“This week Ellen Carey talks about her beautiful and ground breaking work, and Rob Green articulates the downfall of the art economy and closing of his gallery while Jessica Backus from Artsy sees a global upswing in art sales and Zlatko Kopljar compares the artist relationship to the capitalist system as similiar to the Stockholm syndrome – where long term hostages start bonding with their captors and acting like them.
More artists and theorists are here talking about what they love, which is why I love doing this.
As always, the archive can be seen here and to hear it on itunes and download to your phone, click here,”
– the new additions are these on the list below.
Still a lot to be worked out but OK, why not gamble on FB not even being here in 8 years (as reported in the SMH today) and join this other (maybe nicer) pyramid scheme social networking site. I’m happy enough to say my invite is from Stewart Home – so get in early enough and it might not fall over on you – link page here: http://www.zurker.co.uk/i-226925-yvgyvoykwn
From Heather Morrison, some useful links:
The Bielefeld Academic Search Engine searches over 30 million documents (most are free to download):
If you don’t find a free copy, consider asking the author to make their work openly available through an open access archive. In my experience, authors appreciate hearing about this interest in their work.
There are more than 2,000 open access archives available – you can find a list here:
A large percentage of academic authors will have an institutional repository available. There are also a number of subject repositories, including PubMedCentral, arXiv (physics), RePEC (economics), the Social Sciences Research Network, and E-LIS for library and information science.
If the author has no other repository available, there is a free service called My Open Archive:
To find out if the author has rights to self archive, look up the Sherpa RoMEO Publisher Copyright Policies and Self-Archiving:
Most publishers allow authors to self-archive their own work, whether as preprint (before refereeing) or postprint (author’s own copy, after peer review).
There is also a growing body of born open access materials. I cover the growth of OA in a quarterly series which I call the Dramatic Growth of Open Access:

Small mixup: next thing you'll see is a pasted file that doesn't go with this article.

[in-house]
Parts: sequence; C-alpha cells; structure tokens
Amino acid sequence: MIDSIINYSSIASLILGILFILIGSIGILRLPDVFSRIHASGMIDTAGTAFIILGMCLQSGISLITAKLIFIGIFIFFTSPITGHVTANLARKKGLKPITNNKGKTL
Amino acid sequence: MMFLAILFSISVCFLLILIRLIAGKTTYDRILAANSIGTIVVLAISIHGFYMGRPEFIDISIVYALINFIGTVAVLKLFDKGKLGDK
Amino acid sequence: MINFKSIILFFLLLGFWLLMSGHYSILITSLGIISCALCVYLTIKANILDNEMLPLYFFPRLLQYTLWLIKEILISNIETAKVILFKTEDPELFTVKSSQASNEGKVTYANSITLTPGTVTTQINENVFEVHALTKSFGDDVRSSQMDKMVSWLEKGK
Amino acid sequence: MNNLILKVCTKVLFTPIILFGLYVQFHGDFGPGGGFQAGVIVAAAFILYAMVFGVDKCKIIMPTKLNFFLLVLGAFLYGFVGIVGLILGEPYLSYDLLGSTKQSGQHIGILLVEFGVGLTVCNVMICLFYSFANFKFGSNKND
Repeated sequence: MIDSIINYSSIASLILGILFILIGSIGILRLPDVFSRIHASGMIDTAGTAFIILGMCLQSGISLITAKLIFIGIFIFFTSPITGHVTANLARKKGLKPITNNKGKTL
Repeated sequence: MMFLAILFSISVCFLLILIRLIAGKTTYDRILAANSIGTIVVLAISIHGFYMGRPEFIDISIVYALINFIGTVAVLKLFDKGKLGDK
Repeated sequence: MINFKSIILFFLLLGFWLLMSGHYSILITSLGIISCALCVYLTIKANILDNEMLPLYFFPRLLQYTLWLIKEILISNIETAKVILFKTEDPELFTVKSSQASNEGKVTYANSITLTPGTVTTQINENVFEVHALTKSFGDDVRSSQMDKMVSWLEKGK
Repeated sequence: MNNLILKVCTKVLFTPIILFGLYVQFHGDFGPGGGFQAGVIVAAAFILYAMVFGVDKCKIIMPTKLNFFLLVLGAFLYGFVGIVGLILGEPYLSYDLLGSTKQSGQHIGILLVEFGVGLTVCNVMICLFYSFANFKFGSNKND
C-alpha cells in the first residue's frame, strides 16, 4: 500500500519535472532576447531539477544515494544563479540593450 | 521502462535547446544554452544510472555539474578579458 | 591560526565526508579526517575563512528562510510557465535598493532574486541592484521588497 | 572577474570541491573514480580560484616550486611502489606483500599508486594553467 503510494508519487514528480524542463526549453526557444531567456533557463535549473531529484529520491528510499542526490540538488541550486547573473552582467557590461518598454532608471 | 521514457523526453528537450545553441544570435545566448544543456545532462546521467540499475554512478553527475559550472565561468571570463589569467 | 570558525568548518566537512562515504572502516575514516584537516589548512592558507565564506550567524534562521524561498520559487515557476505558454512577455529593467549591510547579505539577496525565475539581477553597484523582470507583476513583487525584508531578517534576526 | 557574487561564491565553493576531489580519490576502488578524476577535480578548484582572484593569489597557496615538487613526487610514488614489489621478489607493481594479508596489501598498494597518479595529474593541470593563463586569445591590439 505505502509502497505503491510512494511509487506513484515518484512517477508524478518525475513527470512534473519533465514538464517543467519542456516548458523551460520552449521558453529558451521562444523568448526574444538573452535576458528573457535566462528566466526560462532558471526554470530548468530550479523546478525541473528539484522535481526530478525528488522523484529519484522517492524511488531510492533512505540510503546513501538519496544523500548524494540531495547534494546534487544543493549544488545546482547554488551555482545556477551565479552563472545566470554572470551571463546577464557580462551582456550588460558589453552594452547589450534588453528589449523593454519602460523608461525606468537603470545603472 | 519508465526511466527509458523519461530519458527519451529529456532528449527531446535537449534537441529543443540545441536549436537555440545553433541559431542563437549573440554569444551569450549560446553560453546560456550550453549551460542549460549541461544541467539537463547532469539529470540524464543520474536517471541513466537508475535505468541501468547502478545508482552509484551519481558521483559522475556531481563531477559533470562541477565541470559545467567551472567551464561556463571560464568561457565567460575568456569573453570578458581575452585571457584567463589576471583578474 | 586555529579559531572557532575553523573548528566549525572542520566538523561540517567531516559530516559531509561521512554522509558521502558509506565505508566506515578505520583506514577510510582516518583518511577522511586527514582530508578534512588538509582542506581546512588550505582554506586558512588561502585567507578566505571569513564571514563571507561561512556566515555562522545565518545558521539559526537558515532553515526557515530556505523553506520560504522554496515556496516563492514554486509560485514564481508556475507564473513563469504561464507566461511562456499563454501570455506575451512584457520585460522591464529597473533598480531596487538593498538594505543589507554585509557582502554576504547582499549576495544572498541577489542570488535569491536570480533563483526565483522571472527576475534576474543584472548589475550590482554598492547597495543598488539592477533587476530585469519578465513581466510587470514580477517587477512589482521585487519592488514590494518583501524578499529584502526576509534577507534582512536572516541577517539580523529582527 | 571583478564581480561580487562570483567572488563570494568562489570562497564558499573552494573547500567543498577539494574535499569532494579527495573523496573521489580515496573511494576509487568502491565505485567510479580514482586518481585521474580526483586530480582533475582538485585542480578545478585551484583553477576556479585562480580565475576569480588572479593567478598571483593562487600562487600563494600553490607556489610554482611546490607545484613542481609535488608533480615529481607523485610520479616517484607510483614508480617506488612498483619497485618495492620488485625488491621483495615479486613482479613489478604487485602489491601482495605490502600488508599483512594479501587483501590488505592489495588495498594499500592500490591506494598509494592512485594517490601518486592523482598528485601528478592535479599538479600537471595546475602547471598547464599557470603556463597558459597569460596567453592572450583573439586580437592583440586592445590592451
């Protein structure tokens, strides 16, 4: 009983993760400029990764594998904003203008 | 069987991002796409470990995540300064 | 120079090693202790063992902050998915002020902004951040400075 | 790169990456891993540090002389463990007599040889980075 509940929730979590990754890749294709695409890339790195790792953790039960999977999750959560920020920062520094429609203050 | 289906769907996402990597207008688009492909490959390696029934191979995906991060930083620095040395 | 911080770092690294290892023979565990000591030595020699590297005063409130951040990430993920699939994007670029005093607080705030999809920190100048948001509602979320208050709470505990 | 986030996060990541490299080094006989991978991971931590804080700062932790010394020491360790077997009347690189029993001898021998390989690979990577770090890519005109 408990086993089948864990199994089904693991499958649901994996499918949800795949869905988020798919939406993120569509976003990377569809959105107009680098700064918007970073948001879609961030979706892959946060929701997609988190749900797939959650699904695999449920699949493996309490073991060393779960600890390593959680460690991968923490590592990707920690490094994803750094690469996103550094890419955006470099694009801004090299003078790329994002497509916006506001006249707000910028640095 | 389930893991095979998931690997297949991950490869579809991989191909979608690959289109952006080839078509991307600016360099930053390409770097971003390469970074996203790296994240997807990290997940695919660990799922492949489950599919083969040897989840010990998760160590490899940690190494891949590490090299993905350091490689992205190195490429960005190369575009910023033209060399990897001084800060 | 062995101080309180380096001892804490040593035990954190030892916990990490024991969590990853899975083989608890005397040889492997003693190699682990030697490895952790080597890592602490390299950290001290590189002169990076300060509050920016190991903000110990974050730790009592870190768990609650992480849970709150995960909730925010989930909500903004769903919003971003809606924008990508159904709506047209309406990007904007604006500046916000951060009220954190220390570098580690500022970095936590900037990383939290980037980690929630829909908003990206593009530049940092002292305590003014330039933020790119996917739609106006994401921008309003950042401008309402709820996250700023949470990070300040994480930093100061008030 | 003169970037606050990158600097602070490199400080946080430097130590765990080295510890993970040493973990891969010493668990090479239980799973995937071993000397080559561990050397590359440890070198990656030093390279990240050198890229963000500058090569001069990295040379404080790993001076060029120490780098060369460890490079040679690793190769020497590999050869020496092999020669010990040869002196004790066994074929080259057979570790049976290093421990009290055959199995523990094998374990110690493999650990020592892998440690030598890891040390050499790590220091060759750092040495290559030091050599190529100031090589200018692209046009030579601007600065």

The Imaginary Journal of Poetic Economics
A chit chat tonight with a comrade – now a note to self for later:
Seems some people have had a hard time seeing democratic centralism and meeting procedure as anything like fun. :)
I was a peripheral participant in a thing called Open Polemic long ago. I think that is the way. Unfortunately it was too soon codified by people I like, with a structure I do not want to sign up for – even if I think its fine if other people do. I find myself half way between the CPGB, Mao’s principles, and the anarcho-comms. Is this something that can be distilled?
The CPGB offer rules: Here
but so do the anarchos: If you have seen David Graeber’s book on Direct Action, and the whole wobbly hands meeting procedure thing, plus the soon to be released Occupations Handbook, from AK Press, you’ll soon be well sick of rules. Usually a technique for closing down imagination or delegating/appropriating power to the inner clique of first name basis friends.
Maoist organizing is a long term drawn out learning, criticism and self-criticism. I’ll dig out the texts…
but maybe not tonight. Though it is important…
Lynne Segal, socialist-feminist from Sydney Push, perceptively said: ‘when the excitement of finding a new collective voice begins to ebb, everyday politics becomes a far more discouraging, even tedious affair, a matter of competitive interests and conflicting alliances’ Segal 2000:19 in ‘Only Contradiction on Offer’ in “Women: A Cultural Review” 11:1/2:19-36.
Maybe we need to keep a step ahead of that resigned-to-it tone, but also must recognize the constraints – which are perhaps best dealt with through Joy, and thought-crime.
Trinketization is clearly escalating over the river in Dalston, and I can’t say I disapprove.
I have said before: Shopping is civil war. Here is evidence.
But then, its choice, so do head out to support this venture where you can (perhaps by shoplifiting?)
Point your browser here:
(thanks to Joel McKim for discovering this)
In the marvellous “Love and MR Lewisham”, the occultist swindler Chaffery offers Lewisham this commentary on money:
What is clothing? The concealment of essential facts. What is decorum? Suppression! … to the common civilized man the universal exchangeability of … gold is a sacred and fundamental fact. Think of it! Why should it be? There isn’t a why! I live in perpetual amazement at the gullibility of my fellow-creatures. Of a morning sometimes, I can assure you, I lie in bed fancying that people may have found out this swindle in the night, expect to hear a tumult downstairs and see your mother-in-law come rushing into the room with a rejected shilling from the milkman. “What’s this?” says he. “This Muck for milk>” But it never happens. Never. If it did, if people suddenly cleared their minds of this cant of money, what would happen? The true nature of man would appear. I should whip out of bed, seize some weapon, and after the milkman forthwith. Its becoming to keep the peace, but its necessary to have milk. The neighbours would come pouring out – also after milk. Milkman, suddenly enlightened, would start clattering up the street. After him! Clutch – tear! Got him! Over goes the cart! Fight if you like, but don’t upset the can!… Don’t you see it all – perfectly reasonable every bit of it. I should return, bruised and bloody, with the milk-can – I should keep my eye on that… But why go on? You of all men should know that life is a struggle for existence, a fight for food. Money is just the lie that mitigates our fury. (Wells 1900/2002:176-77)